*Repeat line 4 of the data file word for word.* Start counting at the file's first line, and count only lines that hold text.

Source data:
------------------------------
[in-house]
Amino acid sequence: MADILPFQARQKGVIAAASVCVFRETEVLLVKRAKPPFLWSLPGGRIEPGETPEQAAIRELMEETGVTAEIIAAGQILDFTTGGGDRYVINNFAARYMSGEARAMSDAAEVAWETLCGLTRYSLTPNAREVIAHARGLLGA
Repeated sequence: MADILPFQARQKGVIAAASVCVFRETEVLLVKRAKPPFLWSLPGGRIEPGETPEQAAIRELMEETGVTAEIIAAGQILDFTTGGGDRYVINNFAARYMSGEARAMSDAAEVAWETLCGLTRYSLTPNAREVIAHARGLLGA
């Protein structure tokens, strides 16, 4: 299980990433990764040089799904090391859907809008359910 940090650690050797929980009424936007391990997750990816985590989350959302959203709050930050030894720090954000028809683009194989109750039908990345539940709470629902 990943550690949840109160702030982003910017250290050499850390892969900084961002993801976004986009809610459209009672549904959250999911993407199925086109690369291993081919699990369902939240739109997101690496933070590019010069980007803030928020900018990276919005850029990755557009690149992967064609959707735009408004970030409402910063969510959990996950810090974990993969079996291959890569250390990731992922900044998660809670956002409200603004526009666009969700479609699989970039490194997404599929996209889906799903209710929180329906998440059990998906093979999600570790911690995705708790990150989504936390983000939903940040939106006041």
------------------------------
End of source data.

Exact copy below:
């Protein structure tokens, strides 16, 4: 299980990433990764040089799904090391859907809008359910 940090650690050797929980009424936007391990997750990816985590989350959302959203709050930050030894720090954000028809683009194989109750039908990345539940709470629902 990943550690949840109160702030982003910017250290050499850390892969900084961002993801976004986009809610459209009672549904959250999911993407199925086109690369291993081919699990369902939240739109997101690496933070590019010069980007803030928020900018990276919005850029990755557009690149992967064609959707735009408004970030409402910063969510959990996950810090974990993969079996291959890569250390990731992922900044998660809670956002409200603004526009666009969700479609699989970039490194997404599929996209889906799903209710929180329906998440059990998906093979999600570790911690995705708790990150989504936390983000939903940040939106006041």